Michigan Oil Spill Contractors Convicted on Immigration Crimes Linked to Cleanup Work

Two men indicted for their role in exploiting undocumented workers during a 2010 oil spill cleanup have pleaded guilty to multiple immigration crimes. An investigation by The American Independent’s former sister site Michigan Messenger uncovered the exploitation of undocumented workers – mostly from Central America – during the cleanup following a July oil spill in Marshall, Michigan.

Thomas Gard, 50, of Nederland, Texas, pleaded guilty Friday in federal court to “conspiring to transport undocumented aliens, concealing and harboring undocumented aliens and inducing and encouraging their residence in the U.S. for commercial advantage and financial gain,” a press release from U.S. Attorney’s Office of Southern District of Texas reports. His co-conspirator, Philip Hallmark, 49, pleaded guilty in April.

Hallmark was the owner of Hallmark Industrial Services, a company that was contracted to participate in oil spill cleanups in both Florida and Michigan in 2010. Gard was the manager of the company.

The company was hired by Garner Environmental Services, the lead contractor for Enbridge Energy Partners in 2010, to assist in the cleanup of the most expensive oil spill in U.S. history. In late July, Enbridge’s Lakehead Pipeline 6B ruptured, releasing more than 1 million gallons of tar sands oil into the Kalamazoo River and its tributary the Talmadge Creek. The cleanup operation is ongoing and is expected to cost more than $1 billion before it is completed.

Michigan Messenger’s investigation revealed the workers were expected to work 12- to 14-hour days, seven days a week, clearing islands on the river of tar sands oil. The men were paid $800 a week, given shared hotel rooms and fed fast food in exchange for their work.

The investigation also discovered that many of the workers were toiling in unsafe working conditions. Pictures obtained by Michigan Messenger showed workers dressed in white hazmat suits, covered in oil, and eating food during the cleanup.

Federal authorities report that their investigation found the reporting of Michigan Messenger accurate, but added a twist. According to the press release from the U.S. Attorney, while Hallmark Industrial was paying the workers $800 a week in cash, they were also cashing the workers’ checks at a Texas bank. Those payments were for more than the $800 a week, the U.S. Attorney reports.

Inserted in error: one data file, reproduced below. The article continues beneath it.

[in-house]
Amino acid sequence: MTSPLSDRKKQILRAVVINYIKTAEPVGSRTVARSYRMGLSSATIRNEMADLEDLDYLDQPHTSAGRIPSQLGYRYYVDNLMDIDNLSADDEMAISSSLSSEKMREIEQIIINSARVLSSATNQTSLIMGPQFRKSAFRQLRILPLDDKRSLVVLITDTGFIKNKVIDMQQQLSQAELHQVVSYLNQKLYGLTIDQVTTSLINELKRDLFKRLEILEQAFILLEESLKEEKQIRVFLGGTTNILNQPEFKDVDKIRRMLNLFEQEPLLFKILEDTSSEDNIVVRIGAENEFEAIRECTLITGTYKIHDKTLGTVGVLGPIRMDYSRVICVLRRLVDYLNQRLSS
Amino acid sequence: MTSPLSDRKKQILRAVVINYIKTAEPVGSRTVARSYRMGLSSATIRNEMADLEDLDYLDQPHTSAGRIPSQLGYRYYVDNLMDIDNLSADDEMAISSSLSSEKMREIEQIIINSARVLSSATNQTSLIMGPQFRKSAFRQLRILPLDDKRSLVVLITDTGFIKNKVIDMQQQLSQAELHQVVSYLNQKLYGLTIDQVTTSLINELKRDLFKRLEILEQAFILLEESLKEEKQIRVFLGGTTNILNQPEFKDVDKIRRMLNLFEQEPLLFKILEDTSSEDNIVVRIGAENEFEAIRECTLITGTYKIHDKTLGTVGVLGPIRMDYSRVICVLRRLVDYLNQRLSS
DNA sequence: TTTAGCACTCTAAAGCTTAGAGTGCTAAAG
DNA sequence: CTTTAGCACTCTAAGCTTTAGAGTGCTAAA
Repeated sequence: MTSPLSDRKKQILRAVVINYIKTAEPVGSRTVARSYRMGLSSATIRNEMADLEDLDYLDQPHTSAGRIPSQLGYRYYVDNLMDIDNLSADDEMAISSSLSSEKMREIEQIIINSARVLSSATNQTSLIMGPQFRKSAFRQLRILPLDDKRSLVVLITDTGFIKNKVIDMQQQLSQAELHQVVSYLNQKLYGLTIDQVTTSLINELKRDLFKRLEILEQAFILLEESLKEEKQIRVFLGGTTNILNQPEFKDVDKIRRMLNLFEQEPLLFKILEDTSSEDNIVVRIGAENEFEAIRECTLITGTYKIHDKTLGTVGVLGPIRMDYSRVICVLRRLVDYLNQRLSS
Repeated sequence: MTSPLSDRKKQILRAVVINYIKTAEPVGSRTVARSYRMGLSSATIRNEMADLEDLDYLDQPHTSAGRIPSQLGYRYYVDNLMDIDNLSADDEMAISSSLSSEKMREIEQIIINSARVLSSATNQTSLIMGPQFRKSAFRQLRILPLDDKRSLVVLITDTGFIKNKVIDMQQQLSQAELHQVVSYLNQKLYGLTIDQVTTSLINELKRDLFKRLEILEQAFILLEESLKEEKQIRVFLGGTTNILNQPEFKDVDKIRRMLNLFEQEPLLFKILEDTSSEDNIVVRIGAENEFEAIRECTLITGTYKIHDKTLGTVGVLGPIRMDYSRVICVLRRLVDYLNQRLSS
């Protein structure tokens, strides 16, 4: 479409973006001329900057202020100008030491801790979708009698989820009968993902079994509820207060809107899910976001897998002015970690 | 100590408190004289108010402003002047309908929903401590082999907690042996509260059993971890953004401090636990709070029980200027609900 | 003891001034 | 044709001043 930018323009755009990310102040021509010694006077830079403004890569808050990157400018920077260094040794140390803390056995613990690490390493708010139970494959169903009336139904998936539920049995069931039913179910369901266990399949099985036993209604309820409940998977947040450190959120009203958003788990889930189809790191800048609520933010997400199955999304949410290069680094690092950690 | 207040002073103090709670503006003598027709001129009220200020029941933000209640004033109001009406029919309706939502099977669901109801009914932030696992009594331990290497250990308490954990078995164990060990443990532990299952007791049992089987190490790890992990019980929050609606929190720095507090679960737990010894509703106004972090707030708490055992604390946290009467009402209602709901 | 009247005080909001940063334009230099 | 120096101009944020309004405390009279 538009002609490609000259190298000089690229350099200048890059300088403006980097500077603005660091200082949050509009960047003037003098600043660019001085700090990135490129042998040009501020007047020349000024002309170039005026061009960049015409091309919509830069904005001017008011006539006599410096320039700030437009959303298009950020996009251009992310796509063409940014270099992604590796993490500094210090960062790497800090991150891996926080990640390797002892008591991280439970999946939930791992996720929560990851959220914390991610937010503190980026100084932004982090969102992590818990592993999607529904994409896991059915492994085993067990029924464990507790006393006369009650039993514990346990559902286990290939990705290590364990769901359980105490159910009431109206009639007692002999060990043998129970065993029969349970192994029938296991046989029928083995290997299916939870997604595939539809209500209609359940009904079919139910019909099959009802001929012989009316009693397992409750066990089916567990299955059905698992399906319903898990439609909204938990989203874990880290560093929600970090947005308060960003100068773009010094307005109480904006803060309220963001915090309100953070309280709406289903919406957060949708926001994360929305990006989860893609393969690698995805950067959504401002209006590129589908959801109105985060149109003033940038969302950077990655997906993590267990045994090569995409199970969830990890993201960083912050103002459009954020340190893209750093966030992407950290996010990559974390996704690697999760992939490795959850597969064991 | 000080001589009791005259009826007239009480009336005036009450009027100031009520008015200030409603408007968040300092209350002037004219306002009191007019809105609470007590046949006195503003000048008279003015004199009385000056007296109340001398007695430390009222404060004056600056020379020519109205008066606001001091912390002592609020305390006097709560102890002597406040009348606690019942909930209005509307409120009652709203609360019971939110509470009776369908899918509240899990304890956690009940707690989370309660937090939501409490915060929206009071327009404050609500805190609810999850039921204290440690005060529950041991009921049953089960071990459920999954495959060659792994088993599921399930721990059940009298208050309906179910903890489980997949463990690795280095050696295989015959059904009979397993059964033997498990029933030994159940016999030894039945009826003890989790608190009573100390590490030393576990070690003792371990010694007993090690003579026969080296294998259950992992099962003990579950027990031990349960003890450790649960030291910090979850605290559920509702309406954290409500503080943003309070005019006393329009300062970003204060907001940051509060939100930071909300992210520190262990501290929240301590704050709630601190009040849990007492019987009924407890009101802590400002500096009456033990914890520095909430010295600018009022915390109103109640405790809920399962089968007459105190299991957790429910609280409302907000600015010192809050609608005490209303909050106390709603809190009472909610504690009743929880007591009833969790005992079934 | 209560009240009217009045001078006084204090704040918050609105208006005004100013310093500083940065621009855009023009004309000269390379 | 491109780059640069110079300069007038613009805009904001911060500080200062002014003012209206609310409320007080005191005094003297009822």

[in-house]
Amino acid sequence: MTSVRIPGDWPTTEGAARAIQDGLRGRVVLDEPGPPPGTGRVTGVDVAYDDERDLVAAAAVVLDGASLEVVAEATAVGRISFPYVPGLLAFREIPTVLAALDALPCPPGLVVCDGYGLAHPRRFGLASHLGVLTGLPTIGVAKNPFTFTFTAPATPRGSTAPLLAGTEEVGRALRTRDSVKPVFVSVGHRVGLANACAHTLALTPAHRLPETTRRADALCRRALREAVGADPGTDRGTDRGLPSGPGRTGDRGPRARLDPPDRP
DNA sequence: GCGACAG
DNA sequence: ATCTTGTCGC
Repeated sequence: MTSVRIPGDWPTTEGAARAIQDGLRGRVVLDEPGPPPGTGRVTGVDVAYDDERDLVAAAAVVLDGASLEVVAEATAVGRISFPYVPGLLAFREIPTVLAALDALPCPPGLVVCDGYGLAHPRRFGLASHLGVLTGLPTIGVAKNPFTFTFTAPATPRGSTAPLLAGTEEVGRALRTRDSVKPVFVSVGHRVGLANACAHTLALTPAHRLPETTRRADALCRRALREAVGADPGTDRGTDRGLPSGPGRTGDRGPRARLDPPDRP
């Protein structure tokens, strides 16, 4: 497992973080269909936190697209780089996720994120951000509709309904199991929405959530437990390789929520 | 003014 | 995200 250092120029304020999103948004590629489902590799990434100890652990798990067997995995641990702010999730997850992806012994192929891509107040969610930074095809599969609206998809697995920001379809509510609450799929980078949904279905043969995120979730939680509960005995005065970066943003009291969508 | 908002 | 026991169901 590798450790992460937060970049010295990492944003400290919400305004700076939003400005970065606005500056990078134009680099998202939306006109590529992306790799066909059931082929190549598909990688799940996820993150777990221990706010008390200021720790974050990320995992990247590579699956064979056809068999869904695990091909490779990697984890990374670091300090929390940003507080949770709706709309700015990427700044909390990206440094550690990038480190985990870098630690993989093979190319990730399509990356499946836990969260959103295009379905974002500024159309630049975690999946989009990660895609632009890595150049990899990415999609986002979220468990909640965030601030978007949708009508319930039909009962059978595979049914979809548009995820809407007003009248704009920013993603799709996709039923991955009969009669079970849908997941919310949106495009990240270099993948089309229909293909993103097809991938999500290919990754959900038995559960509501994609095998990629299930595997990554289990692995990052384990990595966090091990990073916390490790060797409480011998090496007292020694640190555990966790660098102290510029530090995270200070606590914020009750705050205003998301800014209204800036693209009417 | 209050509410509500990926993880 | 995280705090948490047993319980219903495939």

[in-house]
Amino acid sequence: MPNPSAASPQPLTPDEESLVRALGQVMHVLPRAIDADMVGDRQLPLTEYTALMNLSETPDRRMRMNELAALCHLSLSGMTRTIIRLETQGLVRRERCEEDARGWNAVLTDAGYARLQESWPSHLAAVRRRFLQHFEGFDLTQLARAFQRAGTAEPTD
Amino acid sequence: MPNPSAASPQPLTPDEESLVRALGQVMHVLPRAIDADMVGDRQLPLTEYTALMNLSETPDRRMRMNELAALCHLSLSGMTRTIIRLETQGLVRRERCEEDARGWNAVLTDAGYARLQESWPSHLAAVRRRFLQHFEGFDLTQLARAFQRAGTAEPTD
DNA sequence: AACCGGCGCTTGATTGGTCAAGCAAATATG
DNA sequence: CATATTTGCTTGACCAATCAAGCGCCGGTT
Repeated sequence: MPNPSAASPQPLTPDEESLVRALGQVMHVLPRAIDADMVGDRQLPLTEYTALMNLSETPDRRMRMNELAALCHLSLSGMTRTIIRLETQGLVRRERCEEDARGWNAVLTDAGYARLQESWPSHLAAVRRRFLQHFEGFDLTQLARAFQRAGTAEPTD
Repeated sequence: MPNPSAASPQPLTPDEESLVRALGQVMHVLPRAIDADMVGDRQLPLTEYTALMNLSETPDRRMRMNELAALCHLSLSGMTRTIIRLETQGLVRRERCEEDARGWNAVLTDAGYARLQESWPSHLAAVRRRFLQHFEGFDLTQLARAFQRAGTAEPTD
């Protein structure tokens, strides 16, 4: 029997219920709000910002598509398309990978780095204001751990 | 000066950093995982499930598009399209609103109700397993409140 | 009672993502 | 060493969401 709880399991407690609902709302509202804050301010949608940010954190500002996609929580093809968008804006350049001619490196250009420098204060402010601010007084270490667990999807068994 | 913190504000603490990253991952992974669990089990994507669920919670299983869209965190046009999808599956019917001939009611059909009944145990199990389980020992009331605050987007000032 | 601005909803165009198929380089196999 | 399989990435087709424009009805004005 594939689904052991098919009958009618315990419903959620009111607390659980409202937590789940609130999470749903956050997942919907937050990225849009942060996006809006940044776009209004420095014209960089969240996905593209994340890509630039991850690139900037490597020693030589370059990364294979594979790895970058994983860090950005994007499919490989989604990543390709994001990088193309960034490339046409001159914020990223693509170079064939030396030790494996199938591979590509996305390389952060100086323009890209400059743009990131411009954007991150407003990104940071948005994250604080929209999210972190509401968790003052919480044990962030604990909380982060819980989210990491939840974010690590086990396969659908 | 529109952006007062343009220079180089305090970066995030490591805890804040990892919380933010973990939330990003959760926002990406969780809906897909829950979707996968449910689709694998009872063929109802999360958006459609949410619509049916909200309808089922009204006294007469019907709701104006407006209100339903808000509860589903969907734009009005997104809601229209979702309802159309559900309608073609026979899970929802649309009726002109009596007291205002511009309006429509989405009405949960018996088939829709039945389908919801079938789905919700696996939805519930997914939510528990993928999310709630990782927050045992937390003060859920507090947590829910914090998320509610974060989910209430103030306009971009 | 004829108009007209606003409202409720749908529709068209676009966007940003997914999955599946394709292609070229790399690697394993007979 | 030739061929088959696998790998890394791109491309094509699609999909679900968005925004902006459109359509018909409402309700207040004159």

The day after Michigan Messenger’s report came out, Garner and Enbridge held a day-long safety seminar, and that evening, Hallmark was fired.

Two days later, authorities in Winnie, Texas, were called to a disturbance where buses hired by Hallmark had blocked traffic. They detained more than 50 people, 42 of which were undocumented. An unknown number of people fled.

Enbridge officials denied there were undocumented workers employed on the cleanup until the arrests in Texas, then claimed they had no knowledge of the immigration crimes. However, Messenger reported that a whistleblower had contacted Enbridge and the EPA days before contacting Messenger in August.

Former U.S. Rep. Mark Schauer, a Democrat who represented the area after the spill, tells The American Independent that he is pleased Hallmark and Gard have pleaded guilty and “hopes” the men “receive the maximum sentence.” Both men face up to 10 years in federal prison and fines of up to $250,000.

But Schauer did not stop there. He is calling for action against Enbridge and its lead contractor, Garner Environmental.

“There should be consequences up and down the line. I think they should both be held accountable,” Schauer said in a phone interview Sunday. “At least they should admit they were not truthful in their statements at the time.”

Schauer is seeking the Democratic nomination for governor.

Current Gov. Rick Snyder, who was the Republican nominee for Governor at the time, declined through spokesperson Ken Silven to comment.

“It would not be appropriate for Michigan’s governor to comment as this case apparently was tried in a Texas court and deals with federal immigration laws,” Silven wrote in an email.

Silven also declined to comment on whether or not Enbridge and Garner should be held accountable for the immigration crimes, saying it was a matter for the courts to decide.

Jonathon Byrd, a spokesperson for the Michigan Laborer’s Council, which raised concerns that Michigan skilled, organized labor was not be hired on the spill cleanup, said the union was pleased with the convictions.

“We are pleased that the Hallmark and Gard have been convicted and that Enbridge quickly resolved to work with local labor to stop unscrupulous contractors from exploiting workers,” Byrd said in an email Monday morning.


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